Prevent class instantiation from the initialize method?

Can some show me how to implement this java program using Ruby?
I am simply trying to prevent the testclass from being instantiated in
the constructor.
I am then checking to see if the the class has instanatiated properly.

class testclass
{
public testclass() throws Exception
{

Exception testexception;
testexception = new Exception(“Instantiation cancelled.”);
throw testexception;

}}

public class testprogram
{
public static void main(final String taArgv[])
{
testclass mytest = null;

try
{
mytest = new testclass();
}
catch(Exception myexception)
{
System.out.println(myexception.getMessage());
}

if (mytest == null)
{
System.exit(1);

}
System.out.println(“Instantiation not cancelled.”);
}}

I am new to Ruby but this is what I have so far:

class Testclass
def initialize()

raise "Instantiation cancelled."

end
end

begin

mytest = Testclass.new()

rescue Exception => e
begin

  puts e
  exit 1

end

puts “Instantiation not cancelled.”

end

If the raise line in the initialize method is disabled, the puts
“Instantiation not cancelled.” line does not execute.

On Jul 27, 2006, at 2:21 PM, Dave Mihalik wrote:

Can some show me how to implement this java program using Ruby?
I am simply trying to prevent the testclass from being instantiated in
the constructor.
I am then checking to see if the the class has instanatiated properly.

This seems like a bad idea. I can think of no good reason to do this.
This is probably just a bad solution to a very different problem.
What exactly are you planning to do with this?

  • Jake McArthur

Dave Mihalik wrote:

class Testclass
def initialize()

 raise "Instantiation cancelled."

end
end

begin
mytest = Testclass.new()
rescue Exception => e

 puts e
 exit 1

end

puts “Instantiation not cancelled.”

rescue/ensure must have it’s own begin clause

lopex

On Jul 27, 2006, at 20:21, Dave Mihalik wrote:

class Testclass

end

If the raise line in the initialize method is disabled, the puts
“Instantiation not cancelled.” line does not execute.

Because it’s always going to execute that inner begin…end block. I
expect you want something more like the following:

begin
mytest = Testclass.new
rescue Exception => e
puts e
exit 1
end
puts “Instantiation not cancelled”

The first ‘begin’ starts the protected block, similar to Java’s try
{ … }, and the ‘rescue’ acts on any exceptions raised within that
block.

That said, using exceptions for control flow is usually a bit of
pathological case in Ruby, and there’s usually a better way to
accomplish the same result. The two possible answers that spring to
mind are (simple) making the initialiser private or (slightly more
complicated) just removing the new method all together:

class Testclass
class << self
undef_method :new
end
end

my_test = Testclass.new()
NoMethodError: undefined method `new’ for Foo:Class
from (irb):6
from :0

matthew smillie.

Dave Mihalik wrote:

I am trying to determine how my program should handle errors in the
initialize method. If an error occurs in code that is running in the
initialize method, I want to be able to prevent the class from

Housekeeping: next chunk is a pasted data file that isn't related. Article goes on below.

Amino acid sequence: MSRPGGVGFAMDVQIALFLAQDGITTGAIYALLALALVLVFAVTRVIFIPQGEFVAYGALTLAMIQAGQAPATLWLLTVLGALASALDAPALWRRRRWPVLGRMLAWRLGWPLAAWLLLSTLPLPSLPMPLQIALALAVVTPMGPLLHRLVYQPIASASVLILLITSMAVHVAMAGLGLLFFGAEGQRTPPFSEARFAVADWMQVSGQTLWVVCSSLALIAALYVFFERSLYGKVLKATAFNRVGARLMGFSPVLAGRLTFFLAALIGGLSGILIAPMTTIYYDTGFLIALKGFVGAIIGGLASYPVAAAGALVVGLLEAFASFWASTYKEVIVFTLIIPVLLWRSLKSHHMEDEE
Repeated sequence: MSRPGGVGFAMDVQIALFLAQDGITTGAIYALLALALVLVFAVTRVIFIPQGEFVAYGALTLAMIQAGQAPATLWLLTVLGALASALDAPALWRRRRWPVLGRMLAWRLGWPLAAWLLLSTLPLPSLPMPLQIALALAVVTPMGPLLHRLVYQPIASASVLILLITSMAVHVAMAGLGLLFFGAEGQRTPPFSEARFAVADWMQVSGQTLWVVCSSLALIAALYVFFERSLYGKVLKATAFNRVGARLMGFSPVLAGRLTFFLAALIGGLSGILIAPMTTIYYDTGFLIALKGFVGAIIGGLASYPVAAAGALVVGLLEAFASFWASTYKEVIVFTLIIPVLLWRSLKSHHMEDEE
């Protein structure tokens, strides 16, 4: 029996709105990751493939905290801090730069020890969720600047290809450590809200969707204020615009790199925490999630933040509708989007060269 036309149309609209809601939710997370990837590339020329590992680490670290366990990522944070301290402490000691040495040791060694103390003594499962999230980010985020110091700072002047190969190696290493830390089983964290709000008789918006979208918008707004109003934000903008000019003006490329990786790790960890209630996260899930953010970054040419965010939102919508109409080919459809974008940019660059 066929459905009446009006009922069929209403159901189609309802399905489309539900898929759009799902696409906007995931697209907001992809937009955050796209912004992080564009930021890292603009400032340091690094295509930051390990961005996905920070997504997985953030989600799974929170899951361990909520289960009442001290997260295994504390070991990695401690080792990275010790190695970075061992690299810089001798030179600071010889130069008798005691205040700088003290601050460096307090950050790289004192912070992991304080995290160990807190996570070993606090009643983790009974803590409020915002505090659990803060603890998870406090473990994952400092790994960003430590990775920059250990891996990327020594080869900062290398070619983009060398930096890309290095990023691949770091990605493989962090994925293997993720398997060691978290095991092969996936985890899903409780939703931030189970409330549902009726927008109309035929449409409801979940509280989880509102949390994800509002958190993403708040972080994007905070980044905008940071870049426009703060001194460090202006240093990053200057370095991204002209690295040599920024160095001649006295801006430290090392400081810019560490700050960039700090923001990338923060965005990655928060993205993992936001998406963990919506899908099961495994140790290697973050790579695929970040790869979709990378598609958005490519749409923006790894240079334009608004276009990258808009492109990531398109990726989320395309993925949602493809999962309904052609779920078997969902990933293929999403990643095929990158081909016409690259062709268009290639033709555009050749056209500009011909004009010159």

instantiating.

It depends on the nature of the code that can fail, and what exactly
you mean by “instantiating”.

This might work, if the failable code is relevant outside an instance:

class TestClass
def TestClass.get_new(params)
begin
settings = do_work_that_can_fail(params)
new(settings)
rescue
puts “Waaah! It didn’t work!”
nil
end
end
end

If that’s not appropriate, then there’s this:

class TestClass
def TestClass.get_new(params)
begin
new(params)
rescue
puts “Still didn’t work!”
nil
end
end
def initialize(params)
do_work_that_can_fail(params)
end
end

In the second case (unless I’m mis-remembering how the object lifecycle
works) the instance is created in the new() call, but it’ll get disposed
of in the next GC round because there aren’t any references to it being
held anywhere.

In both cases, you just call TestClass.get_new() rather than
TestClass.new() to get your instance, or nil if the stuff that can fail
fails.


Alex

That said, using exceptions for control flow is usually a bit of
pathological case in Ruby, and there’s usually a better way to
accomplish the same result. The two possible answers that spring to
mind are (simple) making the initialiser private or (slightly more
complicated) just removing the new method all together:

I am trying to determine how my program should handle errors in the
initialize method. If an error occurs in code that is running in the
initialize method, I want to be able to prevent the class from
instantiating.

class Testclass
def initialize()

## Do work here.
## Do more work here.
## Get an error from doing more work.

## Raise an error to prevent the class from instantiating because
## the functionality of the class depends on the above work.

##raise "Instantiation cancelled."

end
end

Try to instantiate the class.

begin

mytest = Testclass.new()

Make sure that the instantiation was successful.

rescue Exception => e

  ## If not, handle the error.
  puts e
  exit 1

end

If instantiation succeeded, then proceed with the program.

puts “Instantiation not cancelled.”

Is there a better way to handle errors in the initialize method?

Jake McArthur wrote:

On Jul 27, 2006, at 2:21 PM, Dave Mihalik wrote:

Can some show me how to implement this java program using Ruby?
I am simply trying to prevent the testclass from being instantiated in
the constructor.
I am then checking to see if the the class has instanatiated properly.

This seems like a bad idea. I can think of no good reason to do this.
This is probably just a bad solution to a very different problem.
What exactly are you planning to do with this?

  • Jake McArthur

I am trying to handle any errors that may occur in the initialize
method. I don’t want to the class to instantiate if errors occur in the
initialize method.

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